David Corey, Ph.D. and Maryna V Ivanchenko, Ph.D., M.D. at Harvard University have been working to develop treatments for Usher syndrome type 1F. In June 2022, they published an ARVO paper titled "Development of Dual-PCDH15 AAV Gene Therapy for Usher Syndrome Type 1F Blindness and Deafness." In this paper, they explain how gene therapy is an attractive therapeutic approach for USH1F, however, the gene that causes this subtype, PCDH15, is too large to be used in a single AAV vector model. They were able to successfully show that "mice treated with dual AAVs encoding PCDH15 demonstrated good hearing rescue" (Ivanchenko, et al. 2022).
Dr. Corey's goal is to rescue vision, but he is testing first on hearing because it’s easier to measure in a mouse model. Because babies with Usher 1 are born profoundly deaf but sighted, researchers believe that the hearing is more sensitive to the absence of the protein than vision. Therefore, if a gene therapy rescues hearing, theoretically, it should also rescue vision.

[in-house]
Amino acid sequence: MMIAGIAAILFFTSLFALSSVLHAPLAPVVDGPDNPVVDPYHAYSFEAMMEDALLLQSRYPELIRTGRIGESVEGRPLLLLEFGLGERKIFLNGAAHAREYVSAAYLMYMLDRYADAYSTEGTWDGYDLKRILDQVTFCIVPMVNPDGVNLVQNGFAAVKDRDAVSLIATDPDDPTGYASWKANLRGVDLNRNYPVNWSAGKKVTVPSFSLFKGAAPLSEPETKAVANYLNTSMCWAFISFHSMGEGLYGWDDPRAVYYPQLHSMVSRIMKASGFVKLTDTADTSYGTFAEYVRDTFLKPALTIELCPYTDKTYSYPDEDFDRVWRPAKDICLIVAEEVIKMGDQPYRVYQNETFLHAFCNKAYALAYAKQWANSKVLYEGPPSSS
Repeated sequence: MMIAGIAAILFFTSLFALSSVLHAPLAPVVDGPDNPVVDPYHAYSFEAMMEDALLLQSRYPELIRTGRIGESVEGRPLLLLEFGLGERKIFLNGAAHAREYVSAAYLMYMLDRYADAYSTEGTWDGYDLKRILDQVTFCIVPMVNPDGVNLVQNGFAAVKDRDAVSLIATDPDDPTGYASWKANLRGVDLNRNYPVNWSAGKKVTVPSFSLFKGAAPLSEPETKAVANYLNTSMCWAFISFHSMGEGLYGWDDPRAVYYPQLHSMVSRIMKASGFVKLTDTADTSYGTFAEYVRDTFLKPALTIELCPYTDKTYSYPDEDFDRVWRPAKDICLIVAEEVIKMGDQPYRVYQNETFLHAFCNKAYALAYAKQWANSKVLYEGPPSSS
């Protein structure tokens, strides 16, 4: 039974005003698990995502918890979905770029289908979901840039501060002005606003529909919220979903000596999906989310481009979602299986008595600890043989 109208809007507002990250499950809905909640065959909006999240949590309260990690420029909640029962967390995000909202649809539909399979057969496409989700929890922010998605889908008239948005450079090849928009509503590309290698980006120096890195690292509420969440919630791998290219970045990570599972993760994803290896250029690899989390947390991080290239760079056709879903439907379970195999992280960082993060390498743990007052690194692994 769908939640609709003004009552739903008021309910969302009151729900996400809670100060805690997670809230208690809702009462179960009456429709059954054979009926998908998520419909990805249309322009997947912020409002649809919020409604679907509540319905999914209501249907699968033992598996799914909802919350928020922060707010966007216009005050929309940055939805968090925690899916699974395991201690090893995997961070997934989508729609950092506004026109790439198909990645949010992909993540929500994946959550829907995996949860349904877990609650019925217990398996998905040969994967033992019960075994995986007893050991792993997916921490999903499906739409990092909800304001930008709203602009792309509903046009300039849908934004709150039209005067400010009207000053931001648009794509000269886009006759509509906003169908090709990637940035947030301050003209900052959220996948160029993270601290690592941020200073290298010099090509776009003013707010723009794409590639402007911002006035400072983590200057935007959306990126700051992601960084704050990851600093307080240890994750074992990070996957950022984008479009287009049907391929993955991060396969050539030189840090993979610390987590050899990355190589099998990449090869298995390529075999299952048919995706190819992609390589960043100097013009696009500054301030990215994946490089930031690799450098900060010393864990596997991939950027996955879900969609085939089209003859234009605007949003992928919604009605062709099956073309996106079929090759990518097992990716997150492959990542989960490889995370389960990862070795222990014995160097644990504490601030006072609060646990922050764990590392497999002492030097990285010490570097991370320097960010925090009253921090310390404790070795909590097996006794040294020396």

The Corey Laboratory continues to produce exciting research on gene therapies for USH1F that could one day allow for treatment models for other Usher syndrome subtypes. Read more about the various research projects at the Corey Lab here: https://corey.med.harvard.edu/
Watch Dr. Corey's presentation on his mini-gene here: https://bit.ly/USH1Fminigene
Learn more about USH1F here: https://www.usher1f.org/